To facilitate the recruitment of foreign workers, the US Economic Innovation Group (EIG) has proposed revisions to the H-1B Visa programme.
Deficiencies in the programme are seen as: The lottery system doesn’t reward particular attributes or allocate visas to those industries most in need.
There is currently a total annual allocation of 65,000 H-1B visas, plus an additional 20,000 H-1B visas for people who gained a master’s degree or higher from a U.S. institution.
Engineering graduates from U.S. universities who miss out on the H-1B allocation have no simple path to stay.
There is a cap of 7% of total H-1B visas for any one nation, which is a disadvantage for countries with large populations, such as China and India where many STEM workers come from.
The lottery system to transition from an H-1B visa to a permanent residency Green Card has long wait times for people from China and India because of the country caps.
There is a window of only 60 days to gain a new position if an H-1B visa holder loses their job, after which they may not remain in the country.
Current H-1B visas need to leave the country to renew their visa, since the domestic renewal program was discontinued in 2004 over security concerns.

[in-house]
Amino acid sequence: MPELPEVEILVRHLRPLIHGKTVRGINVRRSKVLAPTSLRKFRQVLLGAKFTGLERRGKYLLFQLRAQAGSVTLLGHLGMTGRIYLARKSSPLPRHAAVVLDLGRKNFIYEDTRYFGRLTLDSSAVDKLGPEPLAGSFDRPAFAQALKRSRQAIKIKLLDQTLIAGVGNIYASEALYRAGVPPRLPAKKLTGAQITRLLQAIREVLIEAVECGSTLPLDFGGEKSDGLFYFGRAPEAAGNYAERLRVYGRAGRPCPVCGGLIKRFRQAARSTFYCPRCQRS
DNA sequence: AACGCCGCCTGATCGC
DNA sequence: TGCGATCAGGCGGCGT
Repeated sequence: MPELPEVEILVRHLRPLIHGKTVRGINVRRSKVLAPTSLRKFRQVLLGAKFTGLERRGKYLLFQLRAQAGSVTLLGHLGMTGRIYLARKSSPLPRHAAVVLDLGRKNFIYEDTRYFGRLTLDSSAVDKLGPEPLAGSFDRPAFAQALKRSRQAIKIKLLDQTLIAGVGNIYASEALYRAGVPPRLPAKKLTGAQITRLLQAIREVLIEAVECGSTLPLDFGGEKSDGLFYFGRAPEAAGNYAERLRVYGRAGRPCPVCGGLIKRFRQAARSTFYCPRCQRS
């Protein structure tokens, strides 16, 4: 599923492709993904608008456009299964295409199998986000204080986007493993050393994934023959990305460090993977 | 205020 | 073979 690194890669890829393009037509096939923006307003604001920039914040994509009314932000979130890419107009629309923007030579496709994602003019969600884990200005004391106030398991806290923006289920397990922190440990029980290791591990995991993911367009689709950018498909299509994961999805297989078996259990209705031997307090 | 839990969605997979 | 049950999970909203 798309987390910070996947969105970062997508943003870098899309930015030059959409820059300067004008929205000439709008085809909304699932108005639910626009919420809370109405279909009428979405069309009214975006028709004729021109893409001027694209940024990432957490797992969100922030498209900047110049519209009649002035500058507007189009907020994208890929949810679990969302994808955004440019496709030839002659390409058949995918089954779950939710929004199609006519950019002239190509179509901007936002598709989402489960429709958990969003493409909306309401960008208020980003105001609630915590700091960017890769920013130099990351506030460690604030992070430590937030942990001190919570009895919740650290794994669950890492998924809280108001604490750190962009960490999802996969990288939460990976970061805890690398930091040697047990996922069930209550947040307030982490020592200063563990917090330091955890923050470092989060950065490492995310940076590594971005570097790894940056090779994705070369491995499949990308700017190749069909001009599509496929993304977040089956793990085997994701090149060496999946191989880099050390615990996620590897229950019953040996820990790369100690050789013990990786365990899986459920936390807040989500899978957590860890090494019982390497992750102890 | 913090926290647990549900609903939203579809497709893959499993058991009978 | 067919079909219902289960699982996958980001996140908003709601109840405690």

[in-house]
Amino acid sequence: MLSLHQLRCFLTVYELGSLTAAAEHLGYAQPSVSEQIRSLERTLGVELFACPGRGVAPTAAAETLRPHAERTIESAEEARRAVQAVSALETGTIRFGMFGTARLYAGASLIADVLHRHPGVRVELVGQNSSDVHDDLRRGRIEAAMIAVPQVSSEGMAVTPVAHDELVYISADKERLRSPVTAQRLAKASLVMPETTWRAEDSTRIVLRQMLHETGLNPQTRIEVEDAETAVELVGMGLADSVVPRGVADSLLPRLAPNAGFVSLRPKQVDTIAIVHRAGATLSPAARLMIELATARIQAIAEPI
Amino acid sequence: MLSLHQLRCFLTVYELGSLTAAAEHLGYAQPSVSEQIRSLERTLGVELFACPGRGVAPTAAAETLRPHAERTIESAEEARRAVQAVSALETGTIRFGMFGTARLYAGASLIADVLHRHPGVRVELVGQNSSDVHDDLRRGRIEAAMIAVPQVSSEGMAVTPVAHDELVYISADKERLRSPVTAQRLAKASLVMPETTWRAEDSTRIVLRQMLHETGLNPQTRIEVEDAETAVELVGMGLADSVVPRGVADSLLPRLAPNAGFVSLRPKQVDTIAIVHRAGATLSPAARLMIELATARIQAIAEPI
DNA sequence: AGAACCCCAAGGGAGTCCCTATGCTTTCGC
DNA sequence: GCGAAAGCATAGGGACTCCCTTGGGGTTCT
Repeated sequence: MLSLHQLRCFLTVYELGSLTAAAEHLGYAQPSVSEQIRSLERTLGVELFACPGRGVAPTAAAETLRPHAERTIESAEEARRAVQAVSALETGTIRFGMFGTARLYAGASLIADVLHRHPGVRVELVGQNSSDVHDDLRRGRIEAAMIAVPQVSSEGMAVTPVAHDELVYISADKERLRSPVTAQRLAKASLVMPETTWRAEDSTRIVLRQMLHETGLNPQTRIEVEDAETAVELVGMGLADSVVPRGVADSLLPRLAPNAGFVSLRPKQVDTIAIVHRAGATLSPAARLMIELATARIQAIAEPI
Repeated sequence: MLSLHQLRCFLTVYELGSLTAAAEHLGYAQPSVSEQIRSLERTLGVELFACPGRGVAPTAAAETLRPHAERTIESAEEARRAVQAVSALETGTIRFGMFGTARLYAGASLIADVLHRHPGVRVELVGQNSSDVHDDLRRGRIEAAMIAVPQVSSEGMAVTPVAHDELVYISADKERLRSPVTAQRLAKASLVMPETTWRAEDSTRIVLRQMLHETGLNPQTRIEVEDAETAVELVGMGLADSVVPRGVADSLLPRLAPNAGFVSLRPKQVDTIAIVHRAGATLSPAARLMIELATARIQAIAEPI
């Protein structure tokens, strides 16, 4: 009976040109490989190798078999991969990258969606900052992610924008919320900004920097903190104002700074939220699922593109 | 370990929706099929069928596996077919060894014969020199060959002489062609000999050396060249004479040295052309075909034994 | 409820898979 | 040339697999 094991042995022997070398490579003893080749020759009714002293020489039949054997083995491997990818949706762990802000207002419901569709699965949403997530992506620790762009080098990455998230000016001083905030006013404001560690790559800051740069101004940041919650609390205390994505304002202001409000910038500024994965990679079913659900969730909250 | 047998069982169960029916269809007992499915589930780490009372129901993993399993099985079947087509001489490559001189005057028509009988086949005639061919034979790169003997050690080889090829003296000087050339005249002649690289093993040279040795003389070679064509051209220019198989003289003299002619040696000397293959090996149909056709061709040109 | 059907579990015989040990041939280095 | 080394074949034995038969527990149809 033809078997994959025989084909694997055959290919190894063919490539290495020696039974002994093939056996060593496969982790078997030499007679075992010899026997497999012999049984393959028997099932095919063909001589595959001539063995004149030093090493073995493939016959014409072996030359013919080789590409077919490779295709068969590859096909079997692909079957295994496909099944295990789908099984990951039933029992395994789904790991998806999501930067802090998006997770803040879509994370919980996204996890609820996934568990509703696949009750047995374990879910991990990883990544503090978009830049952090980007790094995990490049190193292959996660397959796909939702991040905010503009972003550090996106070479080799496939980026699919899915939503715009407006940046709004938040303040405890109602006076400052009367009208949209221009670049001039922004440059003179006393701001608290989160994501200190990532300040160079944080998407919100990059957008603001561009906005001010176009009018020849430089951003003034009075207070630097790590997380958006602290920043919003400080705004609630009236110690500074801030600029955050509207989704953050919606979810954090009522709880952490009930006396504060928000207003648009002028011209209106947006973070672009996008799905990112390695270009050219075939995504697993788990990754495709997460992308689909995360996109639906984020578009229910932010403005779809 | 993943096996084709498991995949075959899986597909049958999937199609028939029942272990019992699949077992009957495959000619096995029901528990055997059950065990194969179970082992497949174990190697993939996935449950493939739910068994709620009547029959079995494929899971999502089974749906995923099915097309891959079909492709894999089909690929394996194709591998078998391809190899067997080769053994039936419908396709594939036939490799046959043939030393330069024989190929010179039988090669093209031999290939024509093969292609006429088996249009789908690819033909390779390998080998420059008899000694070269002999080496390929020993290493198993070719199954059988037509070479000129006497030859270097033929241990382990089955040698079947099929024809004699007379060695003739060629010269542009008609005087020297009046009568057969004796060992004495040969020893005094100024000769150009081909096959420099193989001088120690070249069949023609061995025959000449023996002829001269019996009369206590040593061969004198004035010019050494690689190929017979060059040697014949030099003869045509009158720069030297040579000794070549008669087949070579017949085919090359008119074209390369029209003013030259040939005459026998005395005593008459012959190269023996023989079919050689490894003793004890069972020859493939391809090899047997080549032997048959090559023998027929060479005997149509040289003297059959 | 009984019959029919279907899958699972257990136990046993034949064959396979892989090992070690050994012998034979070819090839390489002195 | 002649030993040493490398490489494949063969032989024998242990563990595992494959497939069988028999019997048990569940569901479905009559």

Proposals include authorising the issue of 10,000 ‘Chipmakers’ Visas’ per year with an expedited path to a Green Card.
Every quarter, 2,500 visas would be auctioned off to qualifying firms, with visa ownership immediately transferred to the sponsored worker.
The 5-year visa would be renewable one time to give firms certainty they will have sufficient time to scale up their investments in the U.S. and train domestic workers.
It also would dedicate visa auction fees to training American workers and provide domestic scholarships for students and workers up and down the semiconductor supply chain.
The U.S. State Department recently a step towards alleviating some of the problems with a pilot programme to allow eligible H-1B holders to renew their visas in the U.S. instead of needing to leave the country to do so,
Without an overseas recruitment push, the US will be short of 67,000 employees by 2030, says the SIA.
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